In India, July 1 is celebrated as National Doctor’s Day in honour of legendary physician, educationist, and the second Chief Minister of West Bengal, late Dr Bidhan Chandra Roy. While this day is another occasion for the doctors to humbly rededicate and commit again for saving lives, ease the pain and suffering, it is also the time for everyone to acknowledge the sacrifices that are being made by many exceptionally trained doctors and paramedical staff, dealing with the second wave of Coronavirus pandemic.
Doctor's Day

Pandemic or not, doctors have always been frontline workers. It is just so, that this noble profession for whatever reason, has been tagged as a symbol of status and pride in our society. Becoming a doctor does not happen overnight. As medicos and even as professionally trained medical experts, we still burn midnight oil, study, research, attend conferences, exchange notes, publish in peer reviewed journals – all with the single motto of saving lives. In the last two years, none of my colleagues including paramedical staff took a day off, heaved a sigh of relief or spent a day relaxing with the family. As a cardiologist, I witnessed a steep increase in cases related to heart ailments owing to various factors including stress, lack of direct consultations and regular tests and instances of blood clots in Covid patients. 

Be it cardiac or other speciality, a medical emergency of any kind needs immediate care and in the last two years, the medical fraternity encountered unbelievable challenges even while doing regular procedures. If being zipped in PPE suits for many hours at a stretch is not tough enough, imagine the suffocation caused by N-95 masks and face shields on top of it. While performing procedures like pacemaker insertion, we have to work in very close proximity to the patient’s face and one can imagine the kind of risk involved in it. Working with a face shield is quite challenging as it makes the vision blurry, makes us sweat profusely but we put aside all these, take up the risk and perform our duties diligently.  

During this peak of second wave, a colleague of mine from Hyderabad called to discuss a medical case of her patient here in Chennai. When she told me that she was the only person to have survived in the family and had to perform the last rites, my heart broke. I was touched and moved by her commitment towards her patients for saving their lives. We come across many such stories like that, and we keep it to ourselves. I know many doctors who lost their loved ones during the second wave, but they would turn up at work almost immediately, doing their duty. No questions asked.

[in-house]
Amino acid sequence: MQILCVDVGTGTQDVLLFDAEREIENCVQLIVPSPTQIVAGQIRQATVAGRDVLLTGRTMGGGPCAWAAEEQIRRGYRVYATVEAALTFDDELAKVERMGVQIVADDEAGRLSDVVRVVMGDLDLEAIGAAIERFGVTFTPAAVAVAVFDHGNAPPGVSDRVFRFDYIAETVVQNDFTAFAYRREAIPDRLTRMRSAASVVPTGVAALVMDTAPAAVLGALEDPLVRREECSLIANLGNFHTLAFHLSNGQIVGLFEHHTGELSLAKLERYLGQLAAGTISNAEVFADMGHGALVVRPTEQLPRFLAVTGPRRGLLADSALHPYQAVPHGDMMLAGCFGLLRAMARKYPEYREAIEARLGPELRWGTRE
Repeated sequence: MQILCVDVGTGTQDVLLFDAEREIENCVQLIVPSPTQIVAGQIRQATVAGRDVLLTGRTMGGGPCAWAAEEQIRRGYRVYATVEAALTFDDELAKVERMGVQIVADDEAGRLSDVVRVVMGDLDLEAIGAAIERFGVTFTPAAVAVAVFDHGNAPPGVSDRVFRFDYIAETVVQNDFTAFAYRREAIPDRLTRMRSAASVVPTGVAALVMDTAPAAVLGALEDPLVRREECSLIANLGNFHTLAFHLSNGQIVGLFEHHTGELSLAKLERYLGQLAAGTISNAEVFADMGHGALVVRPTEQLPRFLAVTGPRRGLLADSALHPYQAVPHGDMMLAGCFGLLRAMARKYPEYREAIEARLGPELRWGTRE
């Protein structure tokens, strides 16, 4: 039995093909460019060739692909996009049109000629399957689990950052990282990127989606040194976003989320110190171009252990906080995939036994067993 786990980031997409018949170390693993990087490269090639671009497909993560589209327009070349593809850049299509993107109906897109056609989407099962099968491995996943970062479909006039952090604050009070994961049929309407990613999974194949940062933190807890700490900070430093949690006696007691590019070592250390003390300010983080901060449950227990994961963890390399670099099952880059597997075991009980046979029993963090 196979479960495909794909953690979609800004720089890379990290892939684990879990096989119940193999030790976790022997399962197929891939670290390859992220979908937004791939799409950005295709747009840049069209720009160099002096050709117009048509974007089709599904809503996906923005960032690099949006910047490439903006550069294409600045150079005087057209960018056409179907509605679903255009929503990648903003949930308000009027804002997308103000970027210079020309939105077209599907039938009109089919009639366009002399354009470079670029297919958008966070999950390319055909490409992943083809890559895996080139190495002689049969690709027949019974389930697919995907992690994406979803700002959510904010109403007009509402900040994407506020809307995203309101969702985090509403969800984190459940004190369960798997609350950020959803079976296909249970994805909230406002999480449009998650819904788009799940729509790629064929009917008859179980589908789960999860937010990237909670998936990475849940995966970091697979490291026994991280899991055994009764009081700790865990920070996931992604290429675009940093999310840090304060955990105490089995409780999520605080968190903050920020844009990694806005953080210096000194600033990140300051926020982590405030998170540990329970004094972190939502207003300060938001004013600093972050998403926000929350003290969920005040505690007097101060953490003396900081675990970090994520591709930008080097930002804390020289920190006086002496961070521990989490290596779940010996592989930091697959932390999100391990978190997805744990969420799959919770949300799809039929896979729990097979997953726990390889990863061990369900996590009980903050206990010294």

I work in a government run hospital and let me assure that the treatment provided be it in public or private institutions is all the same. We managed to get beds for all the patients in distress, gave best medical care possible. Besides attending very sick Covid patients, we attended all medical emergencies. One of my patients with various comorbidities and extremely sick wanted to go home, as she was unable to bear the stress. Unable to afford private hospital, she resigned to her fate. But we performed surgery, installed a pacemaker and on the day of discharge, she quietly slipped a paper in my hand. She wrote a poem, appreciating everything we did for saving her life and it moved me emotionally. Though all patients don’t thank us, these kind of sweet, simple gestures from patients and their families is what inspire us to do better every time, we see a patient, scrub in for a surgery and care for them.

We may be medical professionals but there is a family waiting for us too. My daughter, now a third year MBBS student though stood by me and her father Dr U P Srinivasan, a gastrointestinal surgeon, watching us working relentlessly but would occasionally get worried for our safety. She urges us to take care but as a parent and doctor, I know that we are inspiring a young doctor to be, by doing the right thing.

Fortunately, the cases are decreasing but the fear of third wave is already looming large. Do not forget to mask up, maintain social distancing, hand hygiene and getting vaccinated.

Remember the words of Dr K K Agarwal, a renowned cardiologist who lost his life to Corona virus in May, this year. He said in one of the last educational videos on this pandemic, “Picture abhi baaki hai. The show must go on.”

And the show of course will go on. We doctors, paramedics and other frontline workers will keep it going, all for saving lives.
Dr J Cecily Mary Majella, MBBS, MD

- Dr J Cecily Mary Majella, MBBS, MD (General Surgery), DM (Cardiology), FESC, is a Chief Civil Surgeon, Tamil Nadu Government Multi Super Speciality Hospital, Omandurar Estate, Chennai